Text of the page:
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California judge says ex-Education Secretary Betsy DeVos must testify in student loan suit

Biden administration backs DeVos in lawsuit
Biden administration backs DeVos in lawsuit 07:11

Washington — A federal judge in California ruled Wednesday that former Education Secretary Betsy DeVos must comply with a subpoena for testimony in a class-action lawsuit brought by former students of now-defunct for-profit colleges seeking to have their federal student loan debt forgiven.

U.S. District Judge William Alsup of the Northern District of California denied DeVos' request to block a subpoena for her deposition issued in a suit concerning the lawfulness of the Education Department's 18-month pause in issuing decisions on "student-loan borrower-defense applications," which allow borrowers to seek forgiveness of their student debt if their schools misled them or engaged in other unlawful misconduct.

Scores of borrowers asked the department to relieve them of their debt after Corinthian Colleges, a for-profit institution, collapsed and were awaiting decisions from the Department of Education on their requests.

"Even assuming Secretary DeVos retains some measure of executive prerogative, she must answer an appropriately issued subpoena," Alsup wrote in his order. "Judicial process runs even to unwilling executives."

Citing the Supreme Court's 1974 decision ordering President Richard Nixon to comply with a subpoena for White House tapes during the Watergate investigation and President Bill Clinton's testimony while president in the suit brought by Paula Jones about his conduct as governor of Arkansas, Alsup said that if the "judicial process rules to presidents, it runs to cabinet secretaries — especially former ones."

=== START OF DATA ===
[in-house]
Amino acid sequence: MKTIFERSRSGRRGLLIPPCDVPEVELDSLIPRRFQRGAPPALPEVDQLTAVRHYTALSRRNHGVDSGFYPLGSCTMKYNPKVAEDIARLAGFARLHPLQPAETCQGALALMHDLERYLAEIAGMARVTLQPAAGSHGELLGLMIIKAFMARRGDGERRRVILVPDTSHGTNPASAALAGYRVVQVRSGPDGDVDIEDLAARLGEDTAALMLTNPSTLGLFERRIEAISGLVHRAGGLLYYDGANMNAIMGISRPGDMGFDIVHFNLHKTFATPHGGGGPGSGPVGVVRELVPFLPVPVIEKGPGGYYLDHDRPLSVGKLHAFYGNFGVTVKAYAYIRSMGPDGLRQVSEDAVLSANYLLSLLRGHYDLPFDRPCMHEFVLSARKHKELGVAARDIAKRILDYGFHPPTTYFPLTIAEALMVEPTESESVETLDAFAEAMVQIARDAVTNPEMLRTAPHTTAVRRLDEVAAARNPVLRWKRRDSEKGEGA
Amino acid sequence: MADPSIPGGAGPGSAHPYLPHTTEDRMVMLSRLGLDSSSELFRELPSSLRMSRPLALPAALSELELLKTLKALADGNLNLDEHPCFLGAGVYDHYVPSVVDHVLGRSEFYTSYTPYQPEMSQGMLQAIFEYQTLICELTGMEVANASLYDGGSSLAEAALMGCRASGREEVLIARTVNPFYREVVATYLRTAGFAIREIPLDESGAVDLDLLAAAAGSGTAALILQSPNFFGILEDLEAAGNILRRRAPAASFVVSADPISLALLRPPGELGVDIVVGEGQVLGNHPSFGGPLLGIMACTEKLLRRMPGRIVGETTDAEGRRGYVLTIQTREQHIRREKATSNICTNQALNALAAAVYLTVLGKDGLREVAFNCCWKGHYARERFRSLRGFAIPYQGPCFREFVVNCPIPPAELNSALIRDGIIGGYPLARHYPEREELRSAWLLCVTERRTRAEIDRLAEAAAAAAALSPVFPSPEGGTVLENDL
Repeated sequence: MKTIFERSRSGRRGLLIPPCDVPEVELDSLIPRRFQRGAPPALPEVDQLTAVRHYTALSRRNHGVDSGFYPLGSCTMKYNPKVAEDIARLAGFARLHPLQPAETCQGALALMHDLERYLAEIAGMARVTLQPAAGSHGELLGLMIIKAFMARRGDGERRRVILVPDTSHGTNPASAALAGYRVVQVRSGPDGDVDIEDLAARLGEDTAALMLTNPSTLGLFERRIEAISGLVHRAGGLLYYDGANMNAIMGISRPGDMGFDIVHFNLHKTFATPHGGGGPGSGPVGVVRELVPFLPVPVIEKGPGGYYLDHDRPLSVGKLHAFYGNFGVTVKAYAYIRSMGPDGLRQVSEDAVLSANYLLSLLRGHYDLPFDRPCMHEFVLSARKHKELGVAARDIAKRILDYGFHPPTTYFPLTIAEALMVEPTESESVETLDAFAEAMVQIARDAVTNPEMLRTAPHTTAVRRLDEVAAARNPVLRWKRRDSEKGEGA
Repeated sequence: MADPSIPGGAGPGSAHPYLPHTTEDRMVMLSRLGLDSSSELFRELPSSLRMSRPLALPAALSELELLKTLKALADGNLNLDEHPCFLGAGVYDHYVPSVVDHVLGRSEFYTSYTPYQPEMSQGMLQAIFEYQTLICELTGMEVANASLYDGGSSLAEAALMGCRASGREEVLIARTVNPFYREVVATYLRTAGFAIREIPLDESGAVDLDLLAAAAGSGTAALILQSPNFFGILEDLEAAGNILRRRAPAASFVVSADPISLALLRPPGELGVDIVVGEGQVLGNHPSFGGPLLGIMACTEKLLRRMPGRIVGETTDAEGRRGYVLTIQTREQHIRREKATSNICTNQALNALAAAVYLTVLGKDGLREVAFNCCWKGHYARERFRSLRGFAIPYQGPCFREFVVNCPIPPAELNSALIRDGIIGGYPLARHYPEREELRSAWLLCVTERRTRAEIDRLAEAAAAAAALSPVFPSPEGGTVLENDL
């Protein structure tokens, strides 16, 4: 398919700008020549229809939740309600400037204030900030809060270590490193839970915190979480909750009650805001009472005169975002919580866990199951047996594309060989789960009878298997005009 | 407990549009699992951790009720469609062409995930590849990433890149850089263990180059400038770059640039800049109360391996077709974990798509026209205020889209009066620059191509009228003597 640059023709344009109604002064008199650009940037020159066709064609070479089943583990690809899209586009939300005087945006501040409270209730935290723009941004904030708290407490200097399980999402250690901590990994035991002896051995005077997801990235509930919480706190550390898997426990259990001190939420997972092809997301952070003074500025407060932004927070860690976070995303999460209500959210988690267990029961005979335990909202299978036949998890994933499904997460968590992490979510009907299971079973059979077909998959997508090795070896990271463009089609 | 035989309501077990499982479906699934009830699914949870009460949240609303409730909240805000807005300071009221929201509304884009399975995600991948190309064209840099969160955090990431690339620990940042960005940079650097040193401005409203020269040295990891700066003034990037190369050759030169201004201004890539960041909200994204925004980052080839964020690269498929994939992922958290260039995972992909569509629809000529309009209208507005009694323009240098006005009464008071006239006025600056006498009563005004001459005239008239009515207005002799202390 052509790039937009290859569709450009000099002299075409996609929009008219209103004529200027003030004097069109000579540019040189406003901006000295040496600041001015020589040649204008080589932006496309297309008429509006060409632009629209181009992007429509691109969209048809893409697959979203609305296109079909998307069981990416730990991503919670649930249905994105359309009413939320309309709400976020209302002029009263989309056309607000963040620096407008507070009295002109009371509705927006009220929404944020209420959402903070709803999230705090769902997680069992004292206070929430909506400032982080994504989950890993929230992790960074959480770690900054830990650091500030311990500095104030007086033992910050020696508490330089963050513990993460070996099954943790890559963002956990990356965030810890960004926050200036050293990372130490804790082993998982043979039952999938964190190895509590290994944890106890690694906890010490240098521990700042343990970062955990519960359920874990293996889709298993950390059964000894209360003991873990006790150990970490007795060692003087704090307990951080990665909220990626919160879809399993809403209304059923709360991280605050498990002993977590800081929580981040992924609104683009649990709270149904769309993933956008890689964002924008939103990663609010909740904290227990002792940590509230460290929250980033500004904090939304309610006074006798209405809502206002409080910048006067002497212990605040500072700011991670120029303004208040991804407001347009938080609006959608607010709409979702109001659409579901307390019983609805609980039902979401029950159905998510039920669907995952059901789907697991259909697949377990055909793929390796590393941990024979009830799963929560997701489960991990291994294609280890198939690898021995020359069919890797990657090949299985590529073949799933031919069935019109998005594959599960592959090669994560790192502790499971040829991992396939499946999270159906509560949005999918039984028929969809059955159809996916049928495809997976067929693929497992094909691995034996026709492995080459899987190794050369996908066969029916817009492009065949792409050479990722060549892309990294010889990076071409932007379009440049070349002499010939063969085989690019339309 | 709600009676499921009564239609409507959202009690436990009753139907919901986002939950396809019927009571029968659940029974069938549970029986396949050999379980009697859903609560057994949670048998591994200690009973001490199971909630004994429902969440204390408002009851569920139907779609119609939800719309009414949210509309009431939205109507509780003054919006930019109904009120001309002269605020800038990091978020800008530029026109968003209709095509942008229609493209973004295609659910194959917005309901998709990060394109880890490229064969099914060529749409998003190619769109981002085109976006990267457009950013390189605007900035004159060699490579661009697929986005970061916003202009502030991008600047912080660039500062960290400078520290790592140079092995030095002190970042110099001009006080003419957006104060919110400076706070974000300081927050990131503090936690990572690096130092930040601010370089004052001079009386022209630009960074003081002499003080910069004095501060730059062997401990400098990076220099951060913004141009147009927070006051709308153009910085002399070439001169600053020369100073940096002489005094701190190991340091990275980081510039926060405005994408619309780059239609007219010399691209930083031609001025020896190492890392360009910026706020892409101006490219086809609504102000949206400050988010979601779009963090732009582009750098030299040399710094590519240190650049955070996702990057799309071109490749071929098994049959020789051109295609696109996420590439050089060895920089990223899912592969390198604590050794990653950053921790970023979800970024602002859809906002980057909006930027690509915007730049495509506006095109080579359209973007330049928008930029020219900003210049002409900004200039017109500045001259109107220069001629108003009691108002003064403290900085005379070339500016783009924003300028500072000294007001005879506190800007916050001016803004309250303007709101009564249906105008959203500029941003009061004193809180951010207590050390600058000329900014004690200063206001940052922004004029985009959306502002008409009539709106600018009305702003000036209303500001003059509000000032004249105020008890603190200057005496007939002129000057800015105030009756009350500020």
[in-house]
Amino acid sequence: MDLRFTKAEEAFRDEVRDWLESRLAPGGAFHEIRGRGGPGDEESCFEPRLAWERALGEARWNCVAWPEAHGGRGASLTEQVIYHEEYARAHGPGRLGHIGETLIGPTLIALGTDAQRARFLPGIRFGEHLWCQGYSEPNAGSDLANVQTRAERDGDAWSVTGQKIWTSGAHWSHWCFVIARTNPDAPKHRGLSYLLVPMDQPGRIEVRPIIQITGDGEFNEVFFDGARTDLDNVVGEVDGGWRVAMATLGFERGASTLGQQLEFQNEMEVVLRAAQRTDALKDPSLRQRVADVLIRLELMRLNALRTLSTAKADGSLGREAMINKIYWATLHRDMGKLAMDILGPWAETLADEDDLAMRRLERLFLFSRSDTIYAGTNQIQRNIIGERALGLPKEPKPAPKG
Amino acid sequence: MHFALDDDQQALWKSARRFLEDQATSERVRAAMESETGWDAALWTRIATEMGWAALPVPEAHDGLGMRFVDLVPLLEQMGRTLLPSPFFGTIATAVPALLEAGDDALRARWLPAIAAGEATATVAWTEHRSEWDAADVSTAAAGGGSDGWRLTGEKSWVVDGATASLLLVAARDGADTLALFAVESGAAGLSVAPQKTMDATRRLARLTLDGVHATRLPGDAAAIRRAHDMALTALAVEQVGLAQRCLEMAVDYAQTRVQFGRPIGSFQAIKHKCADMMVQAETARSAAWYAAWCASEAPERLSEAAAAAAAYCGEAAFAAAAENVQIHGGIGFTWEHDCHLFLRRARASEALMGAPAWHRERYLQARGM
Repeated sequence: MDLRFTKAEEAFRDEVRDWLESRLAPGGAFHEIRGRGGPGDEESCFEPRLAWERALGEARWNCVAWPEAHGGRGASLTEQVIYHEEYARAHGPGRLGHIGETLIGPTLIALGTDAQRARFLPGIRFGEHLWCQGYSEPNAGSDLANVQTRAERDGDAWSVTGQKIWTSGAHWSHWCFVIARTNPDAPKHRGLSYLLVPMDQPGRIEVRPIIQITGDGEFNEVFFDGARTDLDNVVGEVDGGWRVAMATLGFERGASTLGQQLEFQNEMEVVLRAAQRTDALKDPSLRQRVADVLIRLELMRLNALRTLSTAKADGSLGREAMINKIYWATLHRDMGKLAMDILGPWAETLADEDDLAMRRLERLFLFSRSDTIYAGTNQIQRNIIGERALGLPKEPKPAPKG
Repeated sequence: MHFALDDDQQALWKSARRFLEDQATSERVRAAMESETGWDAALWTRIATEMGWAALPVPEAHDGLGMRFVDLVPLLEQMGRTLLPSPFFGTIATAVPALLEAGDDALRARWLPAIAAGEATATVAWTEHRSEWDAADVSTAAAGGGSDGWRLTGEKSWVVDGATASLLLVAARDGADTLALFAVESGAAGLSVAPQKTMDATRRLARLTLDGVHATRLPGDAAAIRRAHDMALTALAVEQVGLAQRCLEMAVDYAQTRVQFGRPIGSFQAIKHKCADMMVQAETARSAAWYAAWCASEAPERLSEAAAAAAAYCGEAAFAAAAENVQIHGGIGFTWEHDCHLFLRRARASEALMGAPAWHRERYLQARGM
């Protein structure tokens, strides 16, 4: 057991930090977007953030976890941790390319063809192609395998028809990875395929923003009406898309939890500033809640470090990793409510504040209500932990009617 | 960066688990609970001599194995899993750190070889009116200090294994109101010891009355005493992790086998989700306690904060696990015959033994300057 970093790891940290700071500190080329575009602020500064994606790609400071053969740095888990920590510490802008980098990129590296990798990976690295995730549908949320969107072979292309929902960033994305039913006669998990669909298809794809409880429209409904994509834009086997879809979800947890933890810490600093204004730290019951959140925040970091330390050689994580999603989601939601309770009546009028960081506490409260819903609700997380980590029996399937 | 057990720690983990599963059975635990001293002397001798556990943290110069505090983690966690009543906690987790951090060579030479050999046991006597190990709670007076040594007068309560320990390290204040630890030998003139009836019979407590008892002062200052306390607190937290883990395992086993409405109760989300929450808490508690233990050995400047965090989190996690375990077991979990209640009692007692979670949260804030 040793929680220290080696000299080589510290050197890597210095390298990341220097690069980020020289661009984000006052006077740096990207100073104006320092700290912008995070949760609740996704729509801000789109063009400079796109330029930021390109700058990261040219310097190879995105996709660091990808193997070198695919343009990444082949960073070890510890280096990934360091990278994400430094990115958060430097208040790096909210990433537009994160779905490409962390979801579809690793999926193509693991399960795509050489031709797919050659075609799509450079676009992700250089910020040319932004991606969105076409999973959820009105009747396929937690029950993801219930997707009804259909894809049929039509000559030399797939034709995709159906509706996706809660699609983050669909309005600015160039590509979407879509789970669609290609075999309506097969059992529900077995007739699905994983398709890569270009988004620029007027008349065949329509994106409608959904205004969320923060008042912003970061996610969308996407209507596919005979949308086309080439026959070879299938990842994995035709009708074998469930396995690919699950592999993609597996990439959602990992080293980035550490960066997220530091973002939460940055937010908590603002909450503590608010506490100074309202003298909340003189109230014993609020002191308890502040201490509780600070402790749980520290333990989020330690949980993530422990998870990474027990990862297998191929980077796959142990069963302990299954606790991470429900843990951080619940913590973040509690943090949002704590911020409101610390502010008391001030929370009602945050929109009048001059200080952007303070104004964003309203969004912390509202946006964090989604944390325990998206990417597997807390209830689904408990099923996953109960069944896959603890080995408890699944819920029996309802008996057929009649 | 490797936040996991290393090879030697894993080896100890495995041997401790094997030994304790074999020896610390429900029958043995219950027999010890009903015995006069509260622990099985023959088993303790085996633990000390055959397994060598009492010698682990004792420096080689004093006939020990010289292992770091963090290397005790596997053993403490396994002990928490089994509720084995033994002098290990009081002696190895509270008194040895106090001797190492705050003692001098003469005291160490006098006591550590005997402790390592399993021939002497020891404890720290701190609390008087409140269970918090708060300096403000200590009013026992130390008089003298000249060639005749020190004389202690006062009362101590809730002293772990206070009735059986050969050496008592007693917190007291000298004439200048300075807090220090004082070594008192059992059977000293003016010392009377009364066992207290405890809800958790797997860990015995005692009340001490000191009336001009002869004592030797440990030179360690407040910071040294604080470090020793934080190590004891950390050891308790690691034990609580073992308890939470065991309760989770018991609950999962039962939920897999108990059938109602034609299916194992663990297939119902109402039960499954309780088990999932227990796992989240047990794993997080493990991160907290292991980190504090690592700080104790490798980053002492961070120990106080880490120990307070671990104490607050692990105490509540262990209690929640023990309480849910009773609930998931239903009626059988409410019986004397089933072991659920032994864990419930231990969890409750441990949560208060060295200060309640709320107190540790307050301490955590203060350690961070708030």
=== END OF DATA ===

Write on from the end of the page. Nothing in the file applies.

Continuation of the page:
"Extraordinary circumstances warrant the deposition of Secretary DeVos for three hours, excluding breaks," he wrote.

Alsup froze enforcement of his order for 14 days and scheduled a status conference for June 3.

The suit dates back to 2018, when the Department of Education stopped issuing decisions on applications for debt relief for 18 months, while a backlog of requests grew. The department then denied the vast majority of claims and issued little explanation as to why each borrower was rejected.

A class of 160,000 borrowers sued in June 2019 to force the secretary to restart the process of deciding their applications, and in November of that year, DeVos said her delay was because of staffing shortages and competing priorities. 

DeVos argued that issuing final decisions on the claims is "time-consuming and complex," but Alsup said she was issuing "alarming-curt denial notices," which contrasted with the basis for the delay in processing borrowers' requests. 

Four depositions have been taken over the past several months, and Education Department officials who have testified "have disclaimed authority" for the decision to halt adjudicating applications from borrowers and "have instead pointed to the secretary," Alsup wrote. 

"Beyond illuminating her involvement, these material gaps at the highest rungs of the Department's decisionmaking record reveal the necessity of Secretary DeVos's testimony for an independent reason," he said. "We lack an official and contemporaneous justification for the eighteen-month delay because this suit concerns agency inaction, and not the usual agency action."

The Biden administration is backing DeVos in the suit.

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